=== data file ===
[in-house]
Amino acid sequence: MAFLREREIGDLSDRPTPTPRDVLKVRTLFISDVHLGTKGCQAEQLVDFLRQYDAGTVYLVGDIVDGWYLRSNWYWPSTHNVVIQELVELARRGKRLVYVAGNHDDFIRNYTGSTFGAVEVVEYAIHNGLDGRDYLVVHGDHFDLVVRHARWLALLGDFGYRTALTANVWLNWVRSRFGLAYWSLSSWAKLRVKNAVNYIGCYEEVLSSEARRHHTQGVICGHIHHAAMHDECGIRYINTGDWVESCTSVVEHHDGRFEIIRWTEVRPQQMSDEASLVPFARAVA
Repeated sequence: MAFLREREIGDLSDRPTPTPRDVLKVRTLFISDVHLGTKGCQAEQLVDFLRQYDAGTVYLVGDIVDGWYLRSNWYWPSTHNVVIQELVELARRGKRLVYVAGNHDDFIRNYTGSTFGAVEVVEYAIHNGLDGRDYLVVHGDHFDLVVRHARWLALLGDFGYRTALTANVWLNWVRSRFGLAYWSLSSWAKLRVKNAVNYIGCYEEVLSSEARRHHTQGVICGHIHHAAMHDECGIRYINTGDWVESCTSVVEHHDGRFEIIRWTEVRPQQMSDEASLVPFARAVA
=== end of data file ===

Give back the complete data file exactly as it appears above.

[in-house]
Amino acid sequence: MAFLREREIGDLSDRPTPTPRDVLKVRTLFISDVHLGTKGCQAEQLVDFLRQYDAGTVYLVGDIVDGWYLRSNWYWPSTHNVVIQELVELARRGKRLVYVAGNHDDFIRNYTGSTFGAVEVVEYAIHNGLDGRDYLVVHGDHFDLVVRHARWLALLGDFGYRTALTANVWLNWVRSRFGLAYWSLSSWAKLRVKNAVNYIGCYEEVLSSEARRHHTQGVICGHIHHAAMHDECGIRYINTGDWVESCTSVVEHHDGRFEIIRWTEVRPQQMSDEASLVPFARAVA
Repeated sequence: MAFLREREIGDLSDRPTPTPRDVLKVRTLFISDVHLGTKGCQAEQLVDFLRQYDAGTVYLVGDIVDGWYLRSNWYWPSTHNVVIQELVELARRGKRLVYVAGNHDDFIRNYTGSTFGAVEVVEYAIHNGLDGRDYLVVHGDHFDLVVRHARWLALLGDFGYRTALTANVWLNWVRSRFGLAYWSLSSWAKLRVKNAVNYIGCYEEVLSSEARRHHTQGVICGHIHHAAMHDECGIRYINTGDWVESCTSVVEHHDGRFEIIRWTEVRPQQMSDEASLVPFARAVA